i Ω A j Ω A D i j T S k X i j k r + i Ω J P i Y i k r Q k   ( k Ω K ,   r Ω R ) .
i Ω J A Y i k r C k   ( k Ω K , r Ω R ) .
X i j k r { 0 , 1 }   ( i Ω A ,   j Ω A ,   k Ω K , r Ω R ) .
Y i k r { 0 , 1 }   ( i Ω A ,   k Ω K , r Ω R ) .
C i k r 0   ( k Ω K , r Ω R , i Ω A ) .
The mathematical model obtains UAV and GV delivery schedules, respectively, with specified vehicle input data, such as T S k , Q k , and C k . The delivery schedules (i.e., UAV and GV delivery schedules) are compared in Phase II.

3.2.2. Phase II: Environmental Analysis

This section shows how to measure and compare the sustainability of the two following alternatives: UAV-alone and GV-alone systems. As in the paper of Chiang et al. [25], we use CO2 emissions as a sustainability measure. It is known that the CO2 emissions for vehicles are proportional to the travelling distance and Chiang et al. [25] estimate them using the total travelling distance multiplied by the weighted average emission rate of the vehicles (WAER). Here, WAER is a speed-dependent weight parameter provided by Goodchild and Toy [45]. Chiang et al. [25] suggested adding the speed effect of vehicles on the travelling distance for the CO2 emission calculation. We use the same formula with Chiang et al. [25] for GVs. We set the WAER value for all vehicles to 0.6814 kg per kilometer (1.096575 kg per mile) assuming the speed of truck is fixed at 60 km/h (37.5 mi/h). The value was obtained using the linear interpolation based on Goodchild and Toy [45].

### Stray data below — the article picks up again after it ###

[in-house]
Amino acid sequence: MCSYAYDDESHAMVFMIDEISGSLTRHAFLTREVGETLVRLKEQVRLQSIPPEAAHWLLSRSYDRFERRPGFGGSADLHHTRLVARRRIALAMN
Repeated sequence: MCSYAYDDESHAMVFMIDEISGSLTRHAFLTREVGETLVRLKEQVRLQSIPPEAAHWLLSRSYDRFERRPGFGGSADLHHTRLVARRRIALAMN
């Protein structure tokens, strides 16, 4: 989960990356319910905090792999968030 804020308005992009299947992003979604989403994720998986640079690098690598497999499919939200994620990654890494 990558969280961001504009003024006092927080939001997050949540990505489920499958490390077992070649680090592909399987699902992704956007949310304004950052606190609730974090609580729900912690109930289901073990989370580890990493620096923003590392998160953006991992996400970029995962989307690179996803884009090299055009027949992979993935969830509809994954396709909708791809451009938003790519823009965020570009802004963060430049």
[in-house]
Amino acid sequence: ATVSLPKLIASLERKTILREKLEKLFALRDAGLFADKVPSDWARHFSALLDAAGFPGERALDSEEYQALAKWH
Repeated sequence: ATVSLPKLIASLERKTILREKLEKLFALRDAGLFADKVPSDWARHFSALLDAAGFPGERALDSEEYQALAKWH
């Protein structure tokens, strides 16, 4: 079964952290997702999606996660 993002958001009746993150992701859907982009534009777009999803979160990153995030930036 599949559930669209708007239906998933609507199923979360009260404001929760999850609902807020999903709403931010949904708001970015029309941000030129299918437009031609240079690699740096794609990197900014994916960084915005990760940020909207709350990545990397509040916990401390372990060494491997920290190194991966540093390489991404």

In the case of UAVs, the travelling distance and speed do not affect the CO2 emissions directly, because they use electricity. Instead, two different measures are introduced, as follows: The amount of CO2 emitted at power generation facilities per watt-hour (Wh), denoted by PGFER, and the average energy requirement of UAVs in Wh per kilometer (AER). The amount of CO2 emitted by UAVs per one kilometer can be obtained by PGFER times AER. Goodchild and Toy [45] also discussed the estimation of PGFER and AER. Since PGFER does not depend on the specification of GVs or UAVs, we use the same value 3.77 × 10−4 per Wh as in Chiang et al [25]. AER is mainly determined by the specification of a UAV, and we assume that our UAVs are similar to those of Chiang et al. [25]. Thus, AER in this study is set to 2.0712 Wh per kilometer (3.333 Wh per mile).

4. Case study

4.1. Case Study Description